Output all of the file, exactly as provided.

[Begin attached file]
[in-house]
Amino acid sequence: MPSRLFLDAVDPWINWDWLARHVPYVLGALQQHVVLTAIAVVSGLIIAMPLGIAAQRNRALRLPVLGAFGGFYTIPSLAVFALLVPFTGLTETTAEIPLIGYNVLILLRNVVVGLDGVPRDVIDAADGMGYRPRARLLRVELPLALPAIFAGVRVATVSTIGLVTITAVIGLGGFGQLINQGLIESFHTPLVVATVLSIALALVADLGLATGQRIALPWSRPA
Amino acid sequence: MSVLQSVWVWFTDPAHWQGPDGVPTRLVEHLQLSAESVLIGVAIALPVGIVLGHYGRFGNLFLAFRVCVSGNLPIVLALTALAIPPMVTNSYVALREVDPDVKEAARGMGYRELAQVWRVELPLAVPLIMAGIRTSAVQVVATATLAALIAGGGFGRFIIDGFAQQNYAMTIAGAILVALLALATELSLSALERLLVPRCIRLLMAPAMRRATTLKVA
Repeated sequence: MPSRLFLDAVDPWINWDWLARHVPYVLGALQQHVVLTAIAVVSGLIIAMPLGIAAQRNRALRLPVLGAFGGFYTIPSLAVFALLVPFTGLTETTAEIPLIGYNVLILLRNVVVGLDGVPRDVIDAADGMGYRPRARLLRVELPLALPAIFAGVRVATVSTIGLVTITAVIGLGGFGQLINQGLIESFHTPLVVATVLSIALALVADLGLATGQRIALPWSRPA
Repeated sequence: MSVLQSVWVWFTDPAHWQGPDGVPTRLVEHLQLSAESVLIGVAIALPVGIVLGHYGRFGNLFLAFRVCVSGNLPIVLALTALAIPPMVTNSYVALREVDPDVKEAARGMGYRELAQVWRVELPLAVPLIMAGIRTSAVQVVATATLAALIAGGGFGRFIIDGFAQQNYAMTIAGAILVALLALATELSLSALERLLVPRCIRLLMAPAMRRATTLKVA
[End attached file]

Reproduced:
[in-house]
Amino acid sequence: MPSRLFLDAVDPWINWDWLARHVPYVLGALQQHVVLTAIAVVSGLIIAMPLGIAAQRNRALRLPVLGAFGGFYTIPSLAVFALLVPFTGLTETTAEIPLIGYNVLILLRNVVVGLDGVPRDVIDAADGMGYRPRARLLRVELPLALPAIFAGVRVATVSTIGLVTITAVIGLGGFGQLINQGLIESFHTPLVVATVLSIALALVADLGLATGQRIALPWSRPA
Amino acid sequence: MSVLQSVWVWFTDPAHWQGPDGVPTRLVEHLQLSAESVLIGVAIALPVGIVLGHYGRFGNLFLAFRVCVSGNLPIVLALTALAIPPMVTNSYVALREVDPDVKEAARGMGYRELAQVWRVELPLAVPLIMAGIRTSAVQVVATATLAALIAGGGFGRFIIDGFAQQNYAMTIAGAILVALLALATELSLSALERLLVPRCIRLLMAPAMRRATTLKVA
Repeated sequence: MPSRLFLDAVDPWINWDWLARHVPYVLGALQQHVVLTAIAVVSGLIIAMPLGIAAQRNRALRLPVLGAFGGFYTIPSLAVFALLVPFTGLTETTAEIPLIGYNVLILLRNVVVGLDGVPRDVIDAADGMGYRPRARLLRVELPLALPAIFAGVRVATVSTIGLVTITAVIGLGGFGQLINQGLIESFHTPLVVATVLSIALALVADLGLATGQRIALPWSRPA
Repeated sequence: MSVLQSVWVWFTDPAHWQGPDGVPTRLVEHLQLSAESVLIGVAIALPVGIVLGHYGRFGNLFLAFRVCVSGNLPIVLALTALAIPPMVTNSYVALREVDPDVKEAARGMGYRELAQVWRVELPLAVPLIMAGIRTSAVQVVATATLAALIAGGGFGRFIIDGFAQQNYAMTIAGAILVALLALATELSLSALERLLVPRCIRLLMAPAMRRATTLKVA